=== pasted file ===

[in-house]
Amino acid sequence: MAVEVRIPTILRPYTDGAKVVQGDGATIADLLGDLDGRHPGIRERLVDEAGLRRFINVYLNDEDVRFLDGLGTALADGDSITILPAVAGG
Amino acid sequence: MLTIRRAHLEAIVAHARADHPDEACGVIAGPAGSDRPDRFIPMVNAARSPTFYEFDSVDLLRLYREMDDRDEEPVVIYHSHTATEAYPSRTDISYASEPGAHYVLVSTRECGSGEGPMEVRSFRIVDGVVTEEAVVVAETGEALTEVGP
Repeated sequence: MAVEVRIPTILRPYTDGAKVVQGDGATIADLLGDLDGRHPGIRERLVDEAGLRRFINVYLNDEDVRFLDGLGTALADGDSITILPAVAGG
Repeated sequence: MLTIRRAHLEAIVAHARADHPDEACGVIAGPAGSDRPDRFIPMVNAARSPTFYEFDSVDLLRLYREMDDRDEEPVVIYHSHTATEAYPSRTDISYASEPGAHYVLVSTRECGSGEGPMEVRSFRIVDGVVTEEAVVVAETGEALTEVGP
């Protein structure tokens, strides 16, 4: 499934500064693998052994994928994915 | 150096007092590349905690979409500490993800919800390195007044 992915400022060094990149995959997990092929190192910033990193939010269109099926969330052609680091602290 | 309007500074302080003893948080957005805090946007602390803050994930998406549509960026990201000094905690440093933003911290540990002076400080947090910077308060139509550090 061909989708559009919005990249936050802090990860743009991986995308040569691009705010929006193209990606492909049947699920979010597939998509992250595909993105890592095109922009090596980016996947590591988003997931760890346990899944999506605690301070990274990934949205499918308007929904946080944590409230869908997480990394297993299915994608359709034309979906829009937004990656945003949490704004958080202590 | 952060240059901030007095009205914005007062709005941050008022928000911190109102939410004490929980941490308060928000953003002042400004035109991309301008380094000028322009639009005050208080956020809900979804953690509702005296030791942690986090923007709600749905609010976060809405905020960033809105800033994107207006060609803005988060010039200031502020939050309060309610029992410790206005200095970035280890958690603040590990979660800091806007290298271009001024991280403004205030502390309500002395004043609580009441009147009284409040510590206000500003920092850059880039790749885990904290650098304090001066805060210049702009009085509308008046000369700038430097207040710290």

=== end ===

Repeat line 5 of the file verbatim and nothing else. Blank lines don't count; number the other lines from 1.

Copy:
Repeated sequence: MLTIRRAHLEAIVAHARADHPDEACGVIAGPAGSDRPDRFIPMVNAARSPTFYEFDSVDLLRLYREMDDRDEEPVVIYHSHTATEAYPSRTDISYASEPGAHYVLVSTRECGSGEGPMEVRSFRIVDGVVTEEAVVVAETGEALTEVGP